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The Passport: The History of Man's Most…

The Passport: The History of Man's Most Travelled Document (original 2003; edition 2003)

by Martin Lloyd

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554332,909 (3.14)2
"The passport is a document familiar to all, used and recognized worldwide. Yet, how does a passport actually work, and what happens when it doesn't? When was the first passport issued? How can a forged passport be detected, and how did a passport link Lord Palmerston to the attempted assassination of Napoleon III? In this book, Martin Lloyd uses his in-depth experience with H.M. Immigration Service to explore the problems, humour, crime and politics which constitute the history of the passport." "The idea of the passport is not new. The Ancient Egyptians were known to have a passport system while, in Roman times, persons travelling on official business were issued with a Tractorium (a letter) in the name of the emperor. Yet contrary to the popular idea, passports were often used to prevent not facilitate travel. William the Conqueror allowed no one to enter or leave England without his permission while Henry I and Elizabeth I refused to grant passports to, respectively, the legate from the Pope and Mary, Queen of Scots. Passports have also enabled murder to take place and saved the lives of many Jews in the Second World War. However, their ultimate role appears to be that of control. When machine-readable passports provide the state with more information on the movement of citizens than at any time in history, many are beginning to ask whether the age of Big Brother has not already arrived." "The Passport offers a unique perspective on the intriguing history of this document. Martin Lloyd draws on many years of research, and includes illustrations from his own collection, to create the first book on this subject."--BOOK JACKET.… (more)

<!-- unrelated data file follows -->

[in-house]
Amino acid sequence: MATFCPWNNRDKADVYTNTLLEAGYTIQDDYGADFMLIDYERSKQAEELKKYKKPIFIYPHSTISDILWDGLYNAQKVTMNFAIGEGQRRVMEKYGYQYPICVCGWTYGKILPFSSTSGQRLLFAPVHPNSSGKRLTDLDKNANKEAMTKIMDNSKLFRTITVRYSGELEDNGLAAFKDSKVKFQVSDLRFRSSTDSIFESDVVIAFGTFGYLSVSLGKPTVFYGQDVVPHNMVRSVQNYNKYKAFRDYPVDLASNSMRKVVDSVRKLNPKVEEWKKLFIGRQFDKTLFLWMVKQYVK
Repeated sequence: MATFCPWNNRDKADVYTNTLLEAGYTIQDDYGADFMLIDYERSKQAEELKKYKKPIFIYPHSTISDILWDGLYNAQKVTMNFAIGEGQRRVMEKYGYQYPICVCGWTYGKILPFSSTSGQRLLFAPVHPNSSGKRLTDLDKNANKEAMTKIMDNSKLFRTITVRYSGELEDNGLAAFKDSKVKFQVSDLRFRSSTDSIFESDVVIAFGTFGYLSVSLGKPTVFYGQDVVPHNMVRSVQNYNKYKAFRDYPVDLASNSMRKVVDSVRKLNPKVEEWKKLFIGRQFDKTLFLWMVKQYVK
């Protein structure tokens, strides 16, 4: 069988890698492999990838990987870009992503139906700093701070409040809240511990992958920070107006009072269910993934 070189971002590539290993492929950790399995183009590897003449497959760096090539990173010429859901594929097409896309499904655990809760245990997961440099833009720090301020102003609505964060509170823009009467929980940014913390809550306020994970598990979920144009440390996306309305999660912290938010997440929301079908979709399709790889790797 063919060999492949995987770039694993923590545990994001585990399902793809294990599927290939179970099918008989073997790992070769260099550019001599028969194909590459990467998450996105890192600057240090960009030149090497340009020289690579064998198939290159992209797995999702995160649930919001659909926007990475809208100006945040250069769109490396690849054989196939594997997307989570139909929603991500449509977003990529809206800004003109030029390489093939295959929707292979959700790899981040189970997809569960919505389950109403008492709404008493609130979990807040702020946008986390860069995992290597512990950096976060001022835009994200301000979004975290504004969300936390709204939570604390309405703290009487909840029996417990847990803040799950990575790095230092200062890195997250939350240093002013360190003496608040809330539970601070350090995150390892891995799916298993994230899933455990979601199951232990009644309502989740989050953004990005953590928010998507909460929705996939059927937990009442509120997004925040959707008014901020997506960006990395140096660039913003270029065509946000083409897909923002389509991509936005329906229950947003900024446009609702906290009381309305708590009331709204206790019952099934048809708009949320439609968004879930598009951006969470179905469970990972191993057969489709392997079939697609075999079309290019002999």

Title:The Passport: The History of Man's Most Travelled Document
Authors:Martin Lloyd
Info:The History Press (2003), Hardcover, 288 pages
Collections:Your library
Tags:Read in 2012, One Word Titles, Non-Fiction

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The Passport: The History of Man's Most Travelled Document by Martin Lloyd (2003)



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Showing 4 of 4
A natural history of the passport. Some readers find it dry, whereas I found it very interesting. Illustrated with useful photographs and interweaving history and anecdote. It's a little dated since it was published before many of the post-9/11 infelicities of cross-border travel were firmly entrenched. ( )
  OshoOsho | Mar 30, 2013 |
Interesting little book. Not highly scholarly, but seemed accurate. Learned some things that I've wanted to know. Good pictures
  jaygheiser | Jul 23, 2008 |
Lloyd follows the history and development of the passport over the years. Interesting read, but the juxtaposition of exciting adventure stories involving passports and the cold facts about the documents was too much to handle. ( )
  paghababian | Nov 11, 2007 |
A surprisingly fascinating book. At 260 pages, a treatise on the history of the passport could have been long, stodgy and dull, but Lloyd rescues his subject with some strong humanisation. There seems to be something of a tendency amongst specialist non-fiction books nowadays to humanise their stories, and I've seen some long stretches to find a character worthy of introducing ideas; however, in The Passport, every one of Lloyd's examples is illustrative and interesting. There are also some wonderfully thought provoking ideas here - for example, should there even be passports anymore? And who do they really serve?

All in all, a charming little book, just like its topic. ( )
1 vote soylentgreen23 | Jul 31, 2007 |
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The finely dressed passengers alighted from their carriages and fiacres before the Paris Opera, the line of gas lamps lighting the horses' breath as it hung in the crisp winter air.
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